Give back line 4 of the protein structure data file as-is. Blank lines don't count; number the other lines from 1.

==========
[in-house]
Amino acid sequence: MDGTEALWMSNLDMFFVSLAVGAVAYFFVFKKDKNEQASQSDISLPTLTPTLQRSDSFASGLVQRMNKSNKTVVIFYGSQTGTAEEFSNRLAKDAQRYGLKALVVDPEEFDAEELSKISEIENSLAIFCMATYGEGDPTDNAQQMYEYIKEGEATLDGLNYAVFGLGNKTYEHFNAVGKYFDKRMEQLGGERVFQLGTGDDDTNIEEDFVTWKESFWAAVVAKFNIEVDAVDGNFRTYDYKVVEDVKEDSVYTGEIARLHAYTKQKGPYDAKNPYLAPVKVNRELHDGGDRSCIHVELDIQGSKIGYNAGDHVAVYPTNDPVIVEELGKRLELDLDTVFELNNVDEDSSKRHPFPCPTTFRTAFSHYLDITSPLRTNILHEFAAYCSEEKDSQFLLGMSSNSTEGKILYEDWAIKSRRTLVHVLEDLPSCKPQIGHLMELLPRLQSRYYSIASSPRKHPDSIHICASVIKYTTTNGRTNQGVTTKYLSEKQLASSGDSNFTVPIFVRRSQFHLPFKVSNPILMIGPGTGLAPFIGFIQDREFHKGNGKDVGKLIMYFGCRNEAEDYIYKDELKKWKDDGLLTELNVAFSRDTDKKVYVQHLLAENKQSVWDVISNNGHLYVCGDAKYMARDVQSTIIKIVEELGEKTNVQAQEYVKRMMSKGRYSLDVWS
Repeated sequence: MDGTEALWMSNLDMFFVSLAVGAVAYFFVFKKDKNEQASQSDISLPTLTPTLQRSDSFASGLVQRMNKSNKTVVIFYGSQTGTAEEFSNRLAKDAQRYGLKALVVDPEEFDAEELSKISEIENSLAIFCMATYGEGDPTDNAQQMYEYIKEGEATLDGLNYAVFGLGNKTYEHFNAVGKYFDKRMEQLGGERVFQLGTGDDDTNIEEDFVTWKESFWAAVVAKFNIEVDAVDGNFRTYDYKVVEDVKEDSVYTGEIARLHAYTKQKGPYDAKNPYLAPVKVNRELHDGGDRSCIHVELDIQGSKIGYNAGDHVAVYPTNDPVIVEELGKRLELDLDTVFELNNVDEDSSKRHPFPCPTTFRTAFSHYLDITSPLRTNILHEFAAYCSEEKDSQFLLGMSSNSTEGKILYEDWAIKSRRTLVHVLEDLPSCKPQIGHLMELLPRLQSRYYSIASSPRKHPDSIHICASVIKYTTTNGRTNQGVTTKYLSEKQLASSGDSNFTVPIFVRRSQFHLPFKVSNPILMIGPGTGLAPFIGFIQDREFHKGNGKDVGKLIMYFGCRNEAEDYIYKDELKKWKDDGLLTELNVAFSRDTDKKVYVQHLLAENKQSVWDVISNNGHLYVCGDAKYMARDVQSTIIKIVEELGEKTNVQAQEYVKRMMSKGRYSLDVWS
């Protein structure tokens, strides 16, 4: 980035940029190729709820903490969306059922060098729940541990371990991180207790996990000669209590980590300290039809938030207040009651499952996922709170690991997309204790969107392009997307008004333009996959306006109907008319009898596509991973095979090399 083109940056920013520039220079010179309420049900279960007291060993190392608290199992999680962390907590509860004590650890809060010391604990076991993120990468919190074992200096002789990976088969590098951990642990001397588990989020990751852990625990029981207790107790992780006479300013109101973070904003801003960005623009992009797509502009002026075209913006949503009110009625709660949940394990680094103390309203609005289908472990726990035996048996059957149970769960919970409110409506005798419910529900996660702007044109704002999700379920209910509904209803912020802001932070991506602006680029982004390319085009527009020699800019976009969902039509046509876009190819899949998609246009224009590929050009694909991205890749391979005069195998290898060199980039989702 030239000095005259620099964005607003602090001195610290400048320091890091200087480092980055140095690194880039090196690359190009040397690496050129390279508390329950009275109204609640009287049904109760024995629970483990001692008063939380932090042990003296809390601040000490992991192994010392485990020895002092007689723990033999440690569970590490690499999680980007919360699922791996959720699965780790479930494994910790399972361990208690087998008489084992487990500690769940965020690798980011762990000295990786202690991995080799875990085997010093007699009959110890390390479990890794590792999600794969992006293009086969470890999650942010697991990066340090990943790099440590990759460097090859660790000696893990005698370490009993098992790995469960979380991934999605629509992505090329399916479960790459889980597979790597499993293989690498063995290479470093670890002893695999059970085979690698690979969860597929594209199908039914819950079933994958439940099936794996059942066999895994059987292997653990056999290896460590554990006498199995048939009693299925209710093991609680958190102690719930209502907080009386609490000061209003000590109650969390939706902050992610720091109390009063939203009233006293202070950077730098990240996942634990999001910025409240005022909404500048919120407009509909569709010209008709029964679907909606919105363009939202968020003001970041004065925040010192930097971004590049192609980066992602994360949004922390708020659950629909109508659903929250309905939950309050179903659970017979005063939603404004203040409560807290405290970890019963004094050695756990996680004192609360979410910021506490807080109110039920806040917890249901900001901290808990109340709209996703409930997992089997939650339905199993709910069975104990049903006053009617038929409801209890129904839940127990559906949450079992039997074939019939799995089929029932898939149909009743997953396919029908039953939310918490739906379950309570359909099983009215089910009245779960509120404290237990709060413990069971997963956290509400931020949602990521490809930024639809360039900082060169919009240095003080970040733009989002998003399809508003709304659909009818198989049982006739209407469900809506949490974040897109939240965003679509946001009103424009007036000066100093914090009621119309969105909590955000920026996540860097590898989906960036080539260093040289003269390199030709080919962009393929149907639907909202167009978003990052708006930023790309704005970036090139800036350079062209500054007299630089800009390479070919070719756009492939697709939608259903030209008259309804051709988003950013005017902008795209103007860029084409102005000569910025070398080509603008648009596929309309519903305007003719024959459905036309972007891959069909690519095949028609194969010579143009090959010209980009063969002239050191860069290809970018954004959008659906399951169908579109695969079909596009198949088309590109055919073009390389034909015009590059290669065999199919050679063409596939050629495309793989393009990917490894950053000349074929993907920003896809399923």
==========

């Protein structure tokens, strides 16, 4: 980035940029190729709820903490969306059922060098729940541990371990991180207790996990000669209590980590300290039809938030207040009651499952996922709170690991997309204790969107392009997307008004333009996959306006109907008319009898596509991973095979090399 083109940056920013520039220079010179309420049900279960007291060993190392608290199992999680962390907590509860004590650890809060010391604990076991993120990468919190074992200096002789990976088969590098951990642990001397588990989020990751852990625990029981207790107790992780006479300013109101973070904003801003960005623009992009797509502009002026075209913006949503009110009625709660949940394990680094103390309203609005289908472990726990035996048996059957149970769960919970409110409506005798419910529900996660702007044109704002999700379920209910509904209803912020802001932070991506602006680029982004390319085009527009020699800019976009969902039509046509876009190819899949998609246009224009590929050009694909991205890749391979005069195998290898060199980039989702 030239000095005259620099964005607003602090001195610290400048320091890091200087480092980055140095690194880039090196690359190009040397690496050129390279508390329950009275109204609640009287049904109760024995629970483990001692008063939380932090042990003296809390601040000490992991192994010392485990020895002092007689723990033999440690569970590490690499999680980007919360699922791996959720699965780790479930494994910790399972361990208690087998008489084992487990500690769940965020690798980011762990000295990786202690991995080799875990085997010093007699009959110890390390479990890794590792999600794969992006293009086969470890999650942010697991990066340090990943790099440590990759460097090859660790000696893990005698370490009993098992790995469960979380991934999605629509992505090329399916479960790459889980597979790597499993293989690498063995290479470093670890002893695999059970085979690698690979969860597929594209199908039914819950079933994958439940099936794996059942066999895994059987292997653990056999290896460590554990006498199995048939009693299925209710093991609680958190102690719930209502907080009386609490000061209003000590109650969390939706902050992610720091109390009063939203009233006293202070950077730098990240996942634990999001910025409240005022909404500048919120407009509909569709010209008709029964679907909606919105363009939202968020003001970041004065925040010192930097971004590049192609980066992602994360949004922390708020659950629909109508659903929250309905939950309050179903659970017979005063939603404004203040409560807290405290970890019963004094050695756990996680004192609360979410910021506490807080109110039920806040917890249901900001901290808990109340709209996703409930997992089997939650339905199993709910069975104990049903006053009617038929409801209890129904839940127990559906949450079992039997074939019939799995089929029932898939149909009743997953396919029908039953939310918490739906379950309570359909099983009215089910009245779960509120404290237990709060413990069971997963956290509400931020949602990521490809930024639809360039900082060169919009240095003080970040733009989002998003399809508003709304659909009818198989049982006739209407469900809506949490974040897109939240965003679509946001009103424009007036000066100093914090009621119309969105909590955000920026996540860097590898989906960036080539260093040289003269390199030709080919962009393929149907639907909202167009978003990052708006930023790309704005970036090139800036350079062209500054007299630089800009390479070919070719756009492939697709939608259903030209008259309804051709988003950013005017902008795209103007860029084409102005000569910025070398080509603008648009596929309309519903305007003719024959459905036309972007891959069909690519095949028609194969010579143009090959010209980009063969002239050191860069290809970018954004959008659906399951169908579109695969079909596009198949088309590109055919073009390389034909015009590059290669065999199919050679063409596939050629495309793989393009990917490894950053000349074929993907920003896809399923």